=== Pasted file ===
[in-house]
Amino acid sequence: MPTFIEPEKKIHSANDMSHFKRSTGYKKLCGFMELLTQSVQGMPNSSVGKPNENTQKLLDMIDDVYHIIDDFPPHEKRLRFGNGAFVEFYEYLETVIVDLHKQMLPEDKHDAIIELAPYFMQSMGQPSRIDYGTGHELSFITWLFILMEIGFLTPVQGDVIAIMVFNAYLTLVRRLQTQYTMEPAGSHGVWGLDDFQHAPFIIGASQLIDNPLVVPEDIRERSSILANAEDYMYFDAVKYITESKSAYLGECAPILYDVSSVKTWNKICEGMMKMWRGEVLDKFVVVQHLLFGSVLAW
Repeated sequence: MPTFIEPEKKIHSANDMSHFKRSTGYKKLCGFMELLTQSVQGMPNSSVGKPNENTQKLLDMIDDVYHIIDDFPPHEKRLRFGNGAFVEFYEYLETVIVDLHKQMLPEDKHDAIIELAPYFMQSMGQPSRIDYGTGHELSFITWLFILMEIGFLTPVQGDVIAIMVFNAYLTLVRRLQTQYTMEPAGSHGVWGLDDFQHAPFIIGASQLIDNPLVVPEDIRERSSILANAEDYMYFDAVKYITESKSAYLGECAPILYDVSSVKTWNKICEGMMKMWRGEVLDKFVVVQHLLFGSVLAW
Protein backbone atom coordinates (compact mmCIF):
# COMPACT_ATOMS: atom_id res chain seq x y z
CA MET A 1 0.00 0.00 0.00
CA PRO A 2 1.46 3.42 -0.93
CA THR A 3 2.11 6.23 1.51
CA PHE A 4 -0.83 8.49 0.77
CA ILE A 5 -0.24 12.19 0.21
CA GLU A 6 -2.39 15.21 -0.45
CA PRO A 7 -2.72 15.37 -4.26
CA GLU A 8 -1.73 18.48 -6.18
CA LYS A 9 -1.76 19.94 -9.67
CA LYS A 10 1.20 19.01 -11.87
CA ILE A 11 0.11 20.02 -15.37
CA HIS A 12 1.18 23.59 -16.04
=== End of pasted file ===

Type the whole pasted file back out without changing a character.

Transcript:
[in-house]
Amino acid sequence: MPTFIEPEKKIHSANDMSHFKRSTGYKKLCGFMELLTQSVQGMPNSSVGKPNENTQKLLDMIDDVYHIIDDFPPHEKRLRFGNGAFVEFYEYLETVIVDLHKQMLPEDKHDAIIELAPYFMQSMGQPSRIDYGTGHELSFITWLFILMEIGFLTPVQGDVIAIMVFNAYLTLVRRLQTQYTMEPAGSHGVWGLDDFQHAPFIIGASQLIDNPLVVPEDIRERSSILANAEDYMYFDAVKYITESKSAYLGECAPILYDVSSVKTWNKICEGMMKMWRGEVLDKFVVVQHLLFGSVLAW
Repeated sequence: MPTFIEPEKKIHSANDMSHFKRSTGYKKLCGFMELLTQSVQGMPNSSVGKPNENTQKLLDMIDDVYHIIDDFPPHEKRLRFGNGAFVEFYEYLETVIVDLHKQMLPEDKHDAIIELAPYFMQSMGQPSRIDYGTGHELSFITWLFILMEIGFLTPVQGDVIAIMVFNAYLTLVRRLQTQYTMEPAGSHGVWGLDDFQHAPFIIGASQLIDNPLVVPEDIRERSSILANAEDYMYFDAVKYITESKSAYLGECAPILYDVSSVKTWNKICEGMMKMWRGEVLDKFVVVQHLLFGSVLAW
Protein backbone atom coordinates (compact mmCIF):
# COMPACT_ATOMS: atom_id res chain seq x y z
CA MET A 1 0.00 0.00 0.00
CA PRO A 2 1.46 3.42 -0.93
CA THR A 3 2.11 6.23 1.51
CA PHE A 4 -0.83 8.49 0.77
CA ILE A 5 -0.24 12.19 0.21
CA GLU A 6 -2.39 15.21 -0.45
CA PRO A 7 -2.72 15.37 -4.26
CA GLU A 8 -1.73 18.48 -6.18
CA LYS A 9 -1.76 19.94 -9.67
CA LYS A 10 1.20 19.01 -11.87
CA ILE A 11 0.11 20.02 -15.37
CA HIS A 12 1.18 23.59 -16.04